Once again, in much of the public discussion, the empathy settles on the man accused. There but for the grace, etc.: If youthful indiscretions like that are allowed to affect the fate of a basketball-coaching, soup-kitchen-volunteering, daughter-nurturing, carpool-driving Supreme Court nominee, whose fortunes wouldn’t be affected? “We’ve now gone from ‘he did this terrible thing at 17’ to ‘he’s a man who treated a woman like that,’” the professor and author Tom Nichols tweeted on Sunday. “Man, I hope all the people who are making this case had spotless lives at 17, because I sure as hell didn’t.”

Nichols has since deleted the tweet; in erasing it, though, he reiterated the general point: “All of you arguing that what someone did at 17 is relevant when you’re 53 better to be [sic] ready *always* to die on that hill, because it’s going to be the new rule. Don’t complain later when the revolution eats its young.” Even in this reconsidered argument, it is not the substance of Ford’s claim that is treated as the primary outrage; it is the vintage of her claim that is. We all did terrible things when we were young, obviously; do we really want to live in a world that holds us accountable for them?

And so, this weekend, within the space of a few hours, something remarkable happened. The salient question about Ford’s allegations became, in some quarters, not whether they are true, but rather whether they count as allegations at all. The cruelties she describes—the alleged acts of dehumanization that left her traumatized, she says, as a 15-year-old and, still, as an adult—might be “terrible,” yes, but they are also … simply part of the natural order of things. Boys, figuring out how to be men. Locker-room talk, made manifest. “Drunk teenagers playing seven minutes of heaven.” Who wouldn’t be implicated in that? Who doesn’t see himself, in some way, in this age-old story? If somebody can be brought down by accusations like this, then you, me, every man certainly should be worried.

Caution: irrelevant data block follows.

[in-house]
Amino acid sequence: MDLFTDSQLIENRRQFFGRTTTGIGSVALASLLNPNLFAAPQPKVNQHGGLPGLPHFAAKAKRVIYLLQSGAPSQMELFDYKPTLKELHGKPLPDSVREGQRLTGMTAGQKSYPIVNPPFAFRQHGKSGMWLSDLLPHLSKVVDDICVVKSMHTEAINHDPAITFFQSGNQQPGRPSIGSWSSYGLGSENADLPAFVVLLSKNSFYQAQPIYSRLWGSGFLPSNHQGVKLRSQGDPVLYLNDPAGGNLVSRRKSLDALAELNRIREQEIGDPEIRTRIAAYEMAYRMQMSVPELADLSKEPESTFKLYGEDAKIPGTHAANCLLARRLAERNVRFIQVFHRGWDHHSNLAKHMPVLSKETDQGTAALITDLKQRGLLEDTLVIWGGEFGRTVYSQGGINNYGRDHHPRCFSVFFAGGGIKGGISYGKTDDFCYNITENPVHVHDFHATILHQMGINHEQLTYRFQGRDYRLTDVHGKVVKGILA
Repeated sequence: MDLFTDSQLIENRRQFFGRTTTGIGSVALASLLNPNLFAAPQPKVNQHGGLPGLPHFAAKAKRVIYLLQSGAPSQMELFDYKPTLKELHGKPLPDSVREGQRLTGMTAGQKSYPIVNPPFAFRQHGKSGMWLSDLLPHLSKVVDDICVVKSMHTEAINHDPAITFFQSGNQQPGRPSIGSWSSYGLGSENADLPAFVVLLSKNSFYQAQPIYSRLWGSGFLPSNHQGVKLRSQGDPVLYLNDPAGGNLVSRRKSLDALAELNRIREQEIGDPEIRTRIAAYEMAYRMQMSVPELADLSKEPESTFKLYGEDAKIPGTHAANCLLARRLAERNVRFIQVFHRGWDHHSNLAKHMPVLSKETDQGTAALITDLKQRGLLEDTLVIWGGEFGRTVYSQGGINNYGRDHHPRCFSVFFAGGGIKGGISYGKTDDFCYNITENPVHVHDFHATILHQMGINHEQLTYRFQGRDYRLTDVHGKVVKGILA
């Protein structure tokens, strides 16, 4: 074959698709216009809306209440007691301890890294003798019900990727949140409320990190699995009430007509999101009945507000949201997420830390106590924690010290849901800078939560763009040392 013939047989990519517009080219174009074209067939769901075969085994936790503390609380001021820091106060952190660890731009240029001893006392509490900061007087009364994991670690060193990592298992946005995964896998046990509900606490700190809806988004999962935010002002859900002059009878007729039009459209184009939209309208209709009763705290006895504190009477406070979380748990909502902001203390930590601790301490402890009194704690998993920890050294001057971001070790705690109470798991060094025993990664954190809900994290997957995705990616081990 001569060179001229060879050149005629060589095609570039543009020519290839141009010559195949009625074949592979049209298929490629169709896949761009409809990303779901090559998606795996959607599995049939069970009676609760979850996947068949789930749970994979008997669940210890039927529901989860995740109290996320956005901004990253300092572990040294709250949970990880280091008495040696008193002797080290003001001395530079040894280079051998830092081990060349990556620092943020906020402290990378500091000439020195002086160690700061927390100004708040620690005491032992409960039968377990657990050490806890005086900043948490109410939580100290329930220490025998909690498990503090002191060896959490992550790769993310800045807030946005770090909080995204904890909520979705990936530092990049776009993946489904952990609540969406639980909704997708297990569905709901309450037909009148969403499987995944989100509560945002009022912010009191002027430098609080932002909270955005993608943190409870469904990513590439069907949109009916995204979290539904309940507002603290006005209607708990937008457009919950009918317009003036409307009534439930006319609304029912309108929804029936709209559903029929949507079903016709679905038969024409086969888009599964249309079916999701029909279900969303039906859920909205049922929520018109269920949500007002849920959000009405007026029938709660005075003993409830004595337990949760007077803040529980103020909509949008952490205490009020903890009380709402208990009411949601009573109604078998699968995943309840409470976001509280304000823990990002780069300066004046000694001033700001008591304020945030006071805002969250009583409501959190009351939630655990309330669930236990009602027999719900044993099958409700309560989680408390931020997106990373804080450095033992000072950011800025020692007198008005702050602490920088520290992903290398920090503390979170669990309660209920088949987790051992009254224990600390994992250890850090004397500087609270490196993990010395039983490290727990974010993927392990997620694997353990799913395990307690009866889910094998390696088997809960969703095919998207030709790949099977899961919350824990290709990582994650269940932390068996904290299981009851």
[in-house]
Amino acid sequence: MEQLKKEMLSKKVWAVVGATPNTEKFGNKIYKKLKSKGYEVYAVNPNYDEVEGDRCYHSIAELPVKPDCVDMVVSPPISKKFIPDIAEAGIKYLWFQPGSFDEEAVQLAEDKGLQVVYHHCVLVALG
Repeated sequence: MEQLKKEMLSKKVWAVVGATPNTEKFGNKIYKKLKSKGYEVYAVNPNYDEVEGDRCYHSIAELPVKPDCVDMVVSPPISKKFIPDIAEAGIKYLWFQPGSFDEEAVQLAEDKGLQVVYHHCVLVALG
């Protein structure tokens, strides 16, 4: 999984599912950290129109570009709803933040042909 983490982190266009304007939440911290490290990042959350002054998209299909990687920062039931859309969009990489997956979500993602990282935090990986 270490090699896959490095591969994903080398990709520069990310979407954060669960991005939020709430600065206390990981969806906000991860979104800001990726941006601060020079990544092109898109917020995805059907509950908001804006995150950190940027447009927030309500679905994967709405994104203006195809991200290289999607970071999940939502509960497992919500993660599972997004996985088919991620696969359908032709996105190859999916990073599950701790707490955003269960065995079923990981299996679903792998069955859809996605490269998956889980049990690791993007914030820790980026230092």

Americans talk a lot, these days, about norms. What will be preserved, in the tumult and chaos of today’s politics; what is worth preserving; what will fall away. Brett Kavanaugh’s nomination to the Supreme Court was already, in the profoundest of ways, a matter of norms: It will determine, almost inevitably, whether the women of America maintain autonomy over their bodies. Here, though, in Christine Blasey Ford’s claim that a young Brett Kavanaugh compromised her autonomy in another way, another norm is being litigated: the way we talk about sexual violence. Whether such violence will be considered an outrage, or simply a sad inevitability. Whether it will be treated as morally intolerable ... or as something that, boys being boys and men being men, just happens.

Christine Blasey Ford, who knew the risk she was taking—the horrific treatment of Anita Hill, all those years ago, remains a fresh wound—came forward anyway. Preemptively dismissed, even in anonymity (as a drunk, as a liar, as a partisan stooge, and as simply mistaken), Ford made herself public to issue a warning about a person seeking concentrated power over the lives and bodies of women. Her claims have been met by some with urgency and clarity: They must be investigated, many in power have said. But those claims have also been met, revealingly, with a collective shrug by people who see themselves in him but cannot see themselves in her. They weaponize their apathy. They are all Spartacus. They defend each other. And they defend a world in which—as a point of anxiety but also, it seems, as a point of pride—they can all be accused of something.